Q: Kanji for "gossip"?

Joel S. Berson Berson at ATT.NET
Tue Apr 28 19:59:56 UTC 2009

I had written elsewhere:
>I am reminded that (I was told) the character (Kanji) for "gossip"
>is composed from that for "woman" written three times.

A correspondent replied:
>Out of curiosity I asked an old friend of mine who lived in China
>for years if this is true and he replied
>no, it means "adultery" or "rape":

Was I told an urban folk tale?  I was told "gossip" around 1990 in a
Japan Tourist Bureau bus by a middle-aged woman guide entertaining
the passengers while we were delayed by congested weekend traffic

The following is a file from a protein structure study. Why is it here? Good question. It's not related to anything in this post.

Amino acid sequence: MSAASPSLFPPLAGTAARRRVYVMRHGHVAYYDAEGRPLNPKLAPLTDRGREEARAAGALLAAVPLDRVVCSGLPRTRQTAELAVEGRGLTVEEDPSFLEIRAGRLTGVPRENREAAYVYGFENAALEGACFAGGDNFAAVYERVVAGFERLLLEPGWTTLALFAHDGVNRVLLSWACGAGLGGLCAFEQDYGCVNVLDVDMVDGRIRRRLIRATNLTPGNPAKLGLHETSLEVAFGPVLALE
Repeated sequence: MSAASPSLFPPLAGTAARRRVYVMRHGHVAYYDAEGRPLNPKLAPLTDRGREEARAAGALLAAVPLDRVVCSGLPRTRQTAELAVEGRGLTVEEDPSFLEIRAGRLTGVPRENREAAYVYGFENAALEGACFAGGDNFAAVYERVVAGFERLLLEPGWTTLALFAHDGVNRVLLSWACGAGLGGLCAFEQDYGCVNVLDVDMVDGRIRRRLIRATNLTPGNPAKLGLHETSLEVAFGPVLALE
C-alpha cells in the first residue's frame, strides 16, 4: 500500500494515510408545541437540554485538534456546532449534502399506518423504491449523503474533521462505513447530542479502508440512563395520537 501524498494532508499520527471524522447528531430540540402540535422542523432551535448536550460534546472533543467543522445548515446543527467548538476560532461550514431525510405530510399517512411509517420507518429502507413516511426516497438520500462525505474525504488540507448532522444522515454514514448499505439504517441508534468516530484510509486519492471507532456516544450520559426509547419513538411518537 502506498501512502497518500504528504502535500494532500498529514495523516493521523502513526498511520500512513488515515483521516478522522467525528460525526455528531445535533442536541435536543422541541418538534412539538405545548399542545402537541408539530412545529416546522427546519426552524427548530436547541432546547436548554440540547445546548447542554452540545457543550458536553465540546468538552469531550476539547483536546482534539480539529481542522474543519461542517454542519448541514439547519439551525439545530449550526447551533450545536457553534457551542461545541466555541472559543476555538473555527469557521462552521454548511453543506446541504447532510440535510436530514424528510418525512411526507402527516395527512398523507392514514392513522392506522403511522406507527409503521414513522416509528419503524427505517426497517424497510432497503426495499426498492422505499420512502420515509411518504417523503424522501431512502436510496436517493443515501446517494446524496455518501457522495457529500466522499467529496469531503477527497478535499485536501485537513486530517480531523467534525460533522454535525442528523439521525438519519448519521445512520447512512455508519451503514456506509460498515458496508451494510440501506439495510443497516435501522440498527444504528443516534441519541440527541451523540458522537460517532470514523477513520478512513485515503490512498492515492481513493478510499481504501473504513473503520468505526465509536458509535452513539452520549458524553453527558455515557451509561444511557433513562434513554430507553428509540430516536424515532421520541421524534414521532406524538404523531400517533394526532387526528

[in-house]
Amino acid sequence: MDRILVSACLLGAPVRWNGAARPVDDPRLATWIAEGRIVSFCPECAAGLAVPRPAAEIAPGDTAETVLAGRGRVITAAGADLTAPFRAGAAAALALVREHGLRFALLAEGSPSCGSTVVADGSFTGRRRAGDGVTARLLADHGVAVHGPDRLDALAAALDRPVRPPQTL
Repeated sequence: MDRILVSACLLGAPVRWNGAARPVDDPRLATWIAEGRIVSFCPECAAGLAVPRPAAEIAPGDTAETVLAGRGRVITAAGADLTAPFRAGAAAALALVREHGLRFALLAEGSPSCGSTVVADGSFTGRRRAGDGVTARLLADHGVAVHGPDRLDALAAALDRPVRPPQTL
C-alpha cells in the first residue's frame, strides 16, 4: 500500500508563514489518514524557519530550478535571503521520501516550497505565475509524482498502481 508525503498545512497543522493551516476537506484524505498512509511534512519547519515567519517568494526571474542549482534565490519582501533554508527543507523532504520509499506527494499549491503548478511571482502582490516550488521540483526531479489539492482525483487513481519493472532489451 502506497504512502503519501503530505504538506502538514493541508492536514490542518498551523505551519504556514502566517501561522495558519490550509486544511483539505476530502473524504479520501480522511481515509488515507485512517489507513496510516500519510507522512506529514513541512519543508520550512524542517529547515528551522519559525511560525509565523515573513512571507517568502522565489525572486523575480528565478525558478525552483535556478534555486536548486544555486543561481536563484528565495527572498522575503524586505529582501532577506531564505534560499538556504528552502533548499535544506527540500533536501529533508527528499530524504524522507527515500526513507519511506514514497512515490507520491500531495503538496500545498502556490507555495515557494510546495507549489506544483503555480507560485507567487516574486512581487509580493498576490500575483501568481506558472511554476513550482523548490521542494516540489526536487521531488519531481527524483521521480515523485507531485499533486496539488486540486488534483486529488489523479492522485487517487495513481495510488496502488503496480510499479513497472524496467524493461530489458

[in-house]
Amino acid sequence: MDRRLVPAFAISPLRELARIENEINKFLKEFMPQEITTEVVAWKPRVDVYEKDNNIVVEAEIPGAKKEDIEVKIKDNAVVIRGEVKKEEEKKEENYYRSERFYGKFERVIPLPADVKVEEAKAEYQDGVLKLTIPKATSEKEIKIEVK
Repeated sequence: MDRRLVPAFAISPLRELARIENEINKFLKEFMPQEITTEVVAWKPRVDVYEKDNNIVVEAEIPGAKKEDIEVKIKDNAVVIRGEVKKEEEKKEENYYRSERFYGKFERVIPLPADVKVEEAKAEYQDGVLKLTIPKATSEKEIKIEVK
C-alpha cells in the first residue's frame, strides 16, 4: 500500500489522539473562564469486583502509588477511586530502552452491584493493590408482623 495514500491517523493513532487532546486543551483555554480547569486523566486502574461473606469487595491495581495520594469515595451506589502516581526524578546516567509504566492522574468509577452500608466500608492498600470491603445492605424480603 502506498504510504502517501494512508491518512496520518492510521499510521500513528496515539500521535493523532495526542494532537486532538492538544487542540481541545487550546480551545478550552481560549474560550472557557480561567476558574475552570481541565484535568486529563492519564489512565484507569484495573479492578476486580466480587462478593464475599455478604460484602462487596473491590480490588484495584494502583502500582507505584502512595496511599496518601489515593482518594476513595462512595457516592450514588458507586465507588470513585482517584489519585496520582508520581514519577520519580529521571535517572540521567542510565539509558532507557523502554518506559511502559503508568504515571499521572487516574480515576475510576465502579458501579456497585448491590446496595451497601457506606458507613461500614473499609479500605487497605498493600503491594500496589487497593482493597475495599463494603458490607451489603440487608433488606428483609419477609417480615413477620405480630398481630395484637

heading south from Tokyo.  I had "known" this from reading some
casual introduction to Japanese writing shortly earlier.  (It's
probably impossible today for me to recover the identity of the book,
so I won't even try.)  I took my oral source as reputable:  she was a
Second World War widow who had become a teacher and then a travel
guide -- I suspect remarkable initiative for a Japanese woman of the time.

I wonder what allusion, image, or allegory leads a character composed
of three of those for "woman" to be created as, or taken for,
adultery, rape, or seduction.  None of those requires 3 women, and
all (at least in the times when the Japanese, or probably the
preceding Chinese, characters were being invented) require one
man.  Even adultery would seem to require two men and but one woman
-- the married woman, her husband (to document the married state?),
and the male transgressor.

In Japan, might the character have an additional meaning of "gossip"?


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